Bloomington (Indiana), USA – The latest album by 17 Hippies features ukulele and a Persian hammered dulcimer—played by a former heavy metal drummer—together with an acoustic Turkish take of the hip hop classic “Apache”. The Berlin-based group emerged after the Berlin Wall fell. “It was like someone had opened a hidden door,” explains vocalist and lyricist Kiki Sauer. “New and exciting music from Eastern Europe flooded into town with new grooves. All we could do was listen, learn, and try to find our own musical connections."
"The band started with a simple concept," says vocalist and musical mastermind Christopher Blenkinsop. “We said, ‘OK, so you play an instrument? Well, don’t bring it!’” Christopher picked up the ukulele (after playing bass in rock bands); Kiki, who had been trained on classical piano, took up accordion; Lüül found a misplaced banjo; Dirk, the heavy metal drummer, had always wanted to play guitar; Antje switched to clarinet, after classical flute training; and off they went creating their own sound.Twelve years and 1200 concerts later, this renegade acoustic sound is captured on Heimlich, released in North America by Buda Musique (Allegro Distribution), and by the band’s own label Hipster Records through CD Baby, in conjunction with a September tour that hits Milwaukee, Chicago, Washington DC, Toronto, New York City, and Bloomington (Indiana).
From the beginning, the number of musicians was constantly changing. “In Berlin you’d call a person trying to do something in a nice way, but only half succeeding, a hippie,” Kiki explains. “So with their tongue in their cheek, people were referring to us as the five hippies, 24 hippies, or whatever amount of musicians that happened to be on stage.”
One day when in a trio format, the band opened for a friend’s British punk band. “The English lead singer asked for our band name, as he wanted to announce our ‘appearance,’” says Christopher. “On a lark, one of us said 17 Hippies, and since then it stuck. In German, ‘17’ is pronounced ‘zieb-t-zeen,’ and has a nice sound to it. It also has a somewhat magical appeal. It could never have been 16 or 18.” As of this writing, there are 13 band members in 17 Hippies. And they also play the jew’s harp, the Indian tanpura, the Irish bouzouki, and assorted other string, brass, and wind instruments. Just what you would expect from 17 Hippies, regardless of how many of them are on stage.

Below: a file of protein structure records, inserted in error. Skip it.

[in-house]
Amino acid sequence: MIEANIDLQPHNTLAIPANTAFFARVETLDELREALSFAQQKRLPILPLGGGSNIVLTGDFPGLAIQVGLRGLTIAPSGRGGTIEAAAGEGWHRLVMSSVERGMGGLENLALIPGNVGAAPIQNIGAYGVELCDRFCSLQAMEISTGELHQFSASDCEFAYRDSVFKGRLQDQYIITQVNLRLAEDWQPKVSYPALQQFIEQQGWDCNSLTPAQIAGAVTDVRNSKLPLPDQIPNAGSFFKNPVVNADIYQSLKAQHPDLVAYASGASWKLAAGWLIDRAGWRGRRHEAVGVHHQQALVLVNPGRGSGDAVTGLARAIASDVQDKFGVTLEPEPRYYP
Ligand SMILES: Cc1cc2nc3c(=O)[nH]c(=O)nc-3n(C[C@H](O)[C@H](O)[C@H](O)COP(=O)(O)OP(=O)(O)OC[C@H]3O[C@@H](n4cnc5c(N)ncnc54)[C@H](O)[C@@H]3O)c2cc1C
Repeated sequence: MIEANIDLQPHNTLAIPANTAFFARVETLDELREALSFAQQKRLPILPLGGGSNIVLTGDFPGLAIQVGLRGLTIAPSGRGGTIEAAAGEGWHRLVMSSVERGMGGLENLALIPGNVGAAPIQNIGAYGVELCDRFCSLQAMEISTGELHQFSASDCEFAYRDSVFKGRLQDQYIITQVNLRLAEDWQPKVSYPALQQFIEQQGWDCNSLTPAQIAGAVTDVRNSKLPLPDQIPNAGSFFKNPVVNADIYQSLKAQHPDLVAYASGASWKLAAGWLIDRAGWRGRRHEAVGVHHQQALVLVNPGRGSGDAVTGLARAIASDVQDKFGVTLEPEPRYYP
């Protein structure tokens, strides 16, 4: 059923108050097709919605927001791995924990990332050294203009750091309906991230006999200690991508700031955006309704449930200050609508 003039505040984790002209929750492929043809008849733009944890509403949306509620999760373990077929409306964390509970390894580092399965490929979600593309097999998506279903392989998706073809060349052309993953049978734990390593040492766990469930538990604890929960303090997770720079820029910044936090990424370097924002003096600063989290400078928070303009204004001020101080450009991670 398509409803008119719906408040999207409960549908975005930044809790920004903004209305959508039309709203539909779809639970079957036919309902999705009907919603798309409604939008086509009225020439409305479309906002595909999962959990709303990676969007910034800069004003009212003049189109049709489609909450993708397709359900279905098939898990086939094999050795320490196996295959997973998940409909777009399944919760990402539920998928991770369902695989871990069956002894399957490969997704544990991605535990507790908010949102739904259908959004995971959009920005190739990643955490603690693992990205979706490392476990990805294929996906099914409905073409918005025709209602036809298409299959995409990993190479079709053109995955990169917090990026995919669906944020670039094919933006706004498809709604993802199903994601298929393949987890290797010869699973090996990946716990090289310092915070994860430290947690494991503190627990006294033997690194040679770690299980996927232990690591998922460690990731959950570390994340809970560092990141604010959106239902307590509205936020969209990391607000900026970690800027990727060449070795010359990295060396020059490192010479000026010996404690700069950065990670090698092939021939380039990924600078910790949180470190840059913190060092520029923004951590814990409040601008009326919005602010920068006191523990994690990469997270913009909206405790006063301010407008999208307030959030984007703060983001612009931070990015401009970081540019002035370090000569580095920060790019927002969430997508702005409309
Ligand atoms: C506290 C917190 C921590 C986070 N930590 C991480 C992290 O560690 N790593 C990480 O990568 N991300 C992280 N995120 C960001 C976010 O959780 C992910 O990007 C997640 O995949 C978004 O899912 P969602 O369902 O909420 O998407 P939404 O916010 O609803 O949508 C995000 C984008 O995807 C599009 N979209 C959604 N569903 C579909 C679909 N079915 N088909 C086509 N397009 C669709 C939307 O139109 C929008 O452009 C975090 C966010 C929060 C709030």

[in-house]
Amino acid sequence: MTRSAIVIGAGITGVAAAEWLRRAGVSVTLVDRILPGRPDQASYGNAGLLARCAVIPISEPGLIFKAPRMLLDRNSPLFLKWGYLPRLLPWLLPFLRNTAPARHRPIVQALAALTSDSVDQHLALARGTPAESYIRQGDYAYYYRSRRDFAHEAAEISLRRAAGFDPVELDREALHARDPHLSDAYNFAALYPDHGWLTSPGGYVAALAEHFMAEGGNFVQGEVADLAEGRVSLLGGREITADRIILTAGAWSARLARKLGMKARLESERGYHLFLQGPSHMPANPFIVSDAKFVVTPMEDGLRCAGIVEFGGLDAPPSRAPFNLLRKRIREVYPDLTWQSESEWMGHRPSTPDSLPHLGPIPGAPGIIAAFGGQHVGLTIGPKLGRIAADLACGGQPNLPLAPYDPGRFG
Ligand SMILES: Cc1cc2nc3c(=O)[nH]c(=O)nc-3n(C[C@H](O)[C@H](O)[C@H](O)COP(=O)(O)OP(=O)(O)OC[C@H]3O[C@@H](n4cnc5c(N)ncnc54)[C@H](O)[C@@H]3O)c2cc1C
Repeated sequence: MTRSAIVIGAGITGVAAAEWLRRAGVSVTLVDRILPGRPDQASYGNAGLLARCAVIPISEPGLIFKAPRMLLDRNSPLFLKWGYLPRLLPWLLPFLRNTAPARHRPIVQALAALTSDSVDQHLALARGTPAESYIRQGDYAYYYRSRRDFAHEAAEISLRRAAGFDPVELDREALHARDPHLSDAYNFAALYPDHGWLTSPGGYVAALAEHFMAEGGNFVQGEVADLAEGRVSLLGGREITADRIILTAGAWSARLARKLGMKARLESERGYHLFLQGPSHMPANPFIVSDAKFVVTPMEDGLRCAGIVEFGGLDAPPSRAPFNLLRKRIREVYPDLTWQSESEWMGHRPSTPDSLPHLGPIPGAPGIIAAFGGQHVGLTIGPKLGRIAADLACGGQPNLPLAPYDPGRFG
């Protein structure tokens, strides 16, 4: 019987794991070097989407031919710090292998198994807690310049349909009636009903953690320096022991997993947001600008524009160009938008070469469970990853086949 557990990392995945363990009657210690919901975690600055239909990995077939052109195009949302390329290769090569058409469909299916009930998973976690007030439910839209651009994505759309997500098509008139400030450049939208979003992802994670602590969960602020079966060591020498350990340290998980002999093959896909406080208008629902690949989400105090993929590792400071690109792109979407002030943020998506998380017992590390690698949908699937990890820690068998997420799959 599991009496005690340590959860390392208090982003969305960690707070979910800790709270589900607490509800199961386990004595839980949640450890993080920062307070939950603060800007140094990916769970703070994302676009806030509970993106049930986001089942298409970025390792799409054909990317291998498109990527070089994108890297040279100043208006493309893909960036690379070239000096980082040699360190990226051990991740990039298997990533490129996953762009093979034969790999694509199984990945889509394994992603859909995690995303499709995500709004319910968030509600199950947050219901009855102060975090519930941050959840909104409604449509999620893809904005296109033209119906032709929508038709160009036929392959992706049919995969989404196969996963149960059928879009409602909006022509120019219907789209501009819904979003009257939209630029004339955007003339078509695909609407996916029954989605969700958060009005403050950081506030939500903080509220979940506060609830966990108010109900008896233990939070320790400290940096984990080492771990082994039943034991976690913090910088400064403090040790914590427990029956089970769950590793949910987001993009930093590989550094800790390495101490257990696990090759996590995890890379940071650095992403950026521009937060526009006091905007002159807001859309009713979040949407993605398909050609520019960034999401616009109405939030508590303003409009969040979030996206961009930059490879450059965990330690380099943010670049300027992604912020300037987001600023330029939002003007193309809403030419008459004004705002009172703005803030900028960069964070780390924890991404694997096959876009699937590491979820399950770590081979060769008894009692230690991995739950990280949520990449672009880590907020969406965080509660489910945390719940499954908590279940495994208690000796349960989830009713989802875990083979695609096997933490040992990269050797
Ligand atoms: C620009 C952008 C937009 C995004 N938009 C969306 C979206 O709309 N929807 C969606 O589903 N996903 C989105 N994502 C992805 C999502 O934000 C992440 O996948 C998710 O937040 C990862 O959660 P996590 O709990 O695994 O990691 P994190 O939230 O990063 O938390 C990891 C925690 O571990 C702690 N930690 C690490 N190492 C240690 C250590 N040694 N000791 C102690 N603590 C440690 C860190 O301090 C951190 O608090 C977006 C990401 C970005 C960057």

“In Germany—and only in Germany—people tend to count musicians on stage,” chuckles Kiki, “and sometimes they say, ‘Why, there aren’t 17 of you!’ One or two have wanted their money back! Same thing happens about the hippie thing: ‘Why, you’re not hippies?’ We tell them, ‘Well, the Rolling Stones aren’t exactly stones.’”
Preparing for the new album Heimlich, Kiki was writing very personal lyrics, revolving around the feeling of losing what you thought was secure. One of the texts was “ Heimlich,” a “deep” German word, meaning something like “the secret way” or “top secret.” The title song tells what happens when a strong feeling should be kept a secret, so as to keep that feeling alive and strong; whereas blaring it out would destroy it. “To keep the song from sounding too ‘singer-songwriter-ish’ we started adding different sounds. One day Carsten, Dirk, Christopher, and I all coincidentally turned up with kalimbas [African thumb pianos]. We played… and it was just right!”
“When we started, our friends were organizing the Techno-heavy, musical-political celebration ‘Love Parade,’” says Christopher. “Techno was the thing everybody was into, while we were ‘going acoustic.’ We had all grown up on Chuck Berry and the Beatles, and maybe Beethoven, and that ever since the ’70s, when David Bowie and Iggy moved here, the ‘scene’ considered itself to be Europe’s rock city. There was no such thing as German folk, or world music, or whatever you might call it… When we started, everyone here thought we had gone mad.”
17 Hippies continues to use traditional tunes, and instruments, but rarely playing them “the right way” (whatever that is). “Our audience in Berlin learned about these new, old sounds by listening to us,” says Kiki. “The ‘traddies’ hated us. After a while, people started referring to the way we played as a style. Now in other parts of Europe they call it ‘Berlin style.’
At the same time, the rock and roll aesthetic is carried one step further with the “17 Hippies Real Book” idea, which gets their tunes out to people so that everybody can play along. “Folk music in the sense of: music for folks!” says Kiki. The band has released two books with scores (17 Hippies Realbook I & II).